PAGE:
Committee members have also expressed disinterest towards the online training they must complete before the academic year begins. It has been described as useless and especially frustrating when students are asked to re-complete the training multiple times because the online system has failed to register their submission.

 Perhaps much of the burdensome bureaucracy is rooted in the one-size-fits-all mentality the SU applies to all of its societies. For example, presidents from both Alternative Careers Society and Human Rights Society have mentioned that the two-week notice for event proposal and promotion is not a system they can work with, because panellists for their events confirm attendance very close to the event date. Without full information, the SU seems unwilling to hear requests. This inflexibility furthers inefficiency.

A small number of societies even alluded to losing motivation for putting on an event when they get bogged down in unnecessary bureaucracy. 

“Approval took so long that it completely took the steam out of the project”, one said. Although the event in question eventually went ahead, it was “with decidedly less enthusiasm on the part of those involved with organising the society.” 

Another respondent claimed the bureaucratic processes go “against LSE’s goal of creating a sense of community and social life on campus.”

An understaffed team coupled with extensive bureaucracy makes running an event an unnecessarily long and tedious process.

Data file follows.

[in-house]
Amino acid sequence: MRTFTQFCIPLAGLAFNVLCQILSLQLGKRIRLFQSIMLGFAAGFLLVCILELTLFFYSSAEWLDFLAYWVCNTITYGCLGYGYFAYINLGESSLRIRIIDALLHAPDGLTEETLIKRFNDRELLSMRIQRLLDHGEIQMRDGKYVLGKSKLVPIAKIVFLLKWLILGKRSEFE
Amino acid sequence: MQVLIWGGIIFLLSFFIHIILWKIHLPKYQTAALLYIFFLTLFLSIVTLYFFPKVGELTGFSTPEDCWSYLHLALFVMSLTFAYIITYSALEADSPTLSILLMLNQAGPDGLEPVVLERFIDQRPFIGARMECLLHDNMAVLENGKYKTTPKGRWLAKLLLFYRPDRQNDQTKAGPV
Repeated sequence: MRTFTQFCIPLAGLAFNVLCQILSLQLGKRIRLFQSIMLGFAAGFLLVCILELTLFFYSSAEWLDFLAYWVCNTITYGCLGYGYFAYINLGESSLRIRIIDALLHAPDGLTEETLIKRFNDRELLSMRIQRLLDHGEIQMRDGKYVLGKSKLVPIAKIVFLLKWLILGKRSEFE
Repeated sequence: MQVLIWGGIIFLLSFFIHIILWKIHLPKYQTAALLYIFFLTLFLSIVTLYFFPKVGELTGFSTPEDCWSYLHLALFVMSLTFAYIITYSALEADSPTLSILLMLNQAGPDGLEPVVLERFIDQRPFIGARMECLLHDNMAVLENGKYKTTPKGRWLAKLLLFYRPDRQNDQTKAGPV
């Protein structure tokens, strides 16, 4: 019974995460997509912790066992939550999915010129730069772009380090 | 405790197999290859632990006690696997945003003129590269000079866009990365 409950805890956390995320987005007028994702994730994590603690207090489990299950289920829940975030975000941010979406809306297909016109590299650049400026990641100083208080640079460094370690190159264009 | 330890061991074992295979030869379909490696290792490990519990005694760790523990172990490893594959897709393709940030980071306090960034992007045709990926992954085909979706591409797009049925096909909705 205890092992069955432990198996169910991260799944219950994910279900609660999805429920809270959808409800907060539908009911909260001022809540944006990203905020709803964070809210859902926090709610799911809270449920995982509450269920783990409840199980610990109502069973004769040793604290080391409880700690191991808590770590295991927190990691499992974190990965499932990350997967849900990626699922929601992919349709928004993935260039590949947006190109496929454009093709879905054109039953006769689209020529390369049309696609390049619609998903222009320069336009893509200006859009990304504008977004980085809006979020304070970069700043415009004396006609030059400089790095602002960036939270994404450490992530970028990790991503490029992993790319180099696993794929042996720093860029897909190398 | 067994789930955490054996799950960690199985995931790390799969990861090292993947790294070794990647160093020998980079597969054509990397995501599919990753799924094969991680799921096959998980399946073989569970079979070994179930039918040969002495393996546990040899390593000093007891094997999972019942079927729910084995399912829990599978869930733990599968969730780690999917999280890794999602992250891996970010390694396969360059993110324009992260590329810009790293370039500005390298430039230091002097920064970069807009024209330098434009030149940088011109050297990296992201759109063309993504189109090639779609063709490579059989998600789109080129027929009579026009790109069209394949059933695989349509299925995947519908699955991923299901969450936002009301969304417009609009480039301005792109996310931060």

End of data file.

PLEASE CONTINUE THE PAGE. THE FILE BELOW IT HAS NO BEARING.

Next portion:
The inefficiencies don’t stop there. Sixty-percent of survey respondents had issues with the way societies access their funds. For expenses below £500, students are expected to foot the bill themselves and file a reimbursement claim. This system is difficult to tolerate for many. 

“They’re our funds that we’ve painstakingly raised through membership, sponsorship, grant applications. It’s not pocket money,” one survey respondent expressed. 

Societies generally would like to see a new system that grants them more autonomy without having to temporarily hold some of the financial burden. Many society presidents agree that it is unreasonable for the SU to expect students, whose incomes are likely already stretched, to pay out of their own pocket, even temporarily. 

In preparation for their Around The World taster event, the committee members of Cocktail Society together spent hundreds of pounds from their own accounts. The reimbursements arrived nineteen days later. 

The engagement of a society with its members can be restricted when committee members can’t pay for events themselves. Georgina Connah of Quiz Club mentioned that her society was erroneously charged for booking a room in 2017. The money was returned to the society account only this term. 

“Our budget for the rest of this year has been £150 because we’ve been missing this money for so long. We haven’t done big events we wanted to do … because we didn’t have the money.”

Being a society committee member is a voluntary role. Students are left wondering why running their societies and holding events for members should be such arduous and stressful tasks. The SU brings the LSE community together, and yet the advantages of being a part of the SU are sometimes lost on societies. “So far we have yet to feel the benefits of officially registering a society as money has been difficult to access,” one respondent said. 

At a university with worrying levels of student dissatisfaction, societies play a crucial role in fostering community. The Students’ Union must find itself reckoning how much of the blame it should shoulder for the LSE’s problem.

Morgan Fairless, Laura Zampini and Amber Iglesia contributed reporting to this piece.